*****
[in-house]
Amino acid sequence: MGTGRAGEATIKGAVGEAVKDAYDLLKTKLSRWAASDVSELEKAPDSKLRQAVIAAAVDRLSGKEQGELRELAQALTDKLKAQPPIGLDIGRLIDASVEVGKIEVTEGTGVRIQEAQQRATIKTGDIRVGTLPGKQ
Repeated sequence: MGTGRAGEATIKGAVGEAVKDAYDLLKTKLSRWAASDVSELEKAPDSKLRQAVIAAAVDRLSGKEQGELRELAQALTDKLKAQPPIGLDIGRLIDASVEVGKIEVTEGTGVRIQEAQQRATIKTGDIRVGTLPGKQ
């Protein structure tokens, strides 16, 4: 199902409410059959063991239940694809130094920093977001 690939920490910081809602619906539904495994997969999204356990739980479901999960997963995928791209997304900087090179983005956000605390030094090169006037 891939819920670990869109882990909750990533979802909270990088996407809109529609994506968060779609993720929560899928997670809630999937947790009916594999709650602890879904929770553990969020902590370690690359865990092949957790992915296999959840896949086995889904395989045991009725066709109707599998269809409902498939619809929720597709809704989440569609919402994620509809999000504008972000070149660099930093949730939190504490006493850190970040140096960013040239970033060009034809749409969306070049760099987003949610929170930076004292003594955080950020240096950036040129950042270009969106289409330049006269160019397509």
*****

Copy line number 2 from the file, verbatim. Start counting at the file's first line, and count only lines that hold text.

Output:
Amino acid sequence: MGTGRAGEATIKGAVGEAVKDAYDLLKTKLSRWAASDVSELEKAPDSKLRQAVIAAAVDRLSGKEQGELRELAQALTDKLKAQPPIGLDIGRLIDASVEVGKIEVTEGTGVRIQEAQQRATIKTGDIRVGTLPGKQ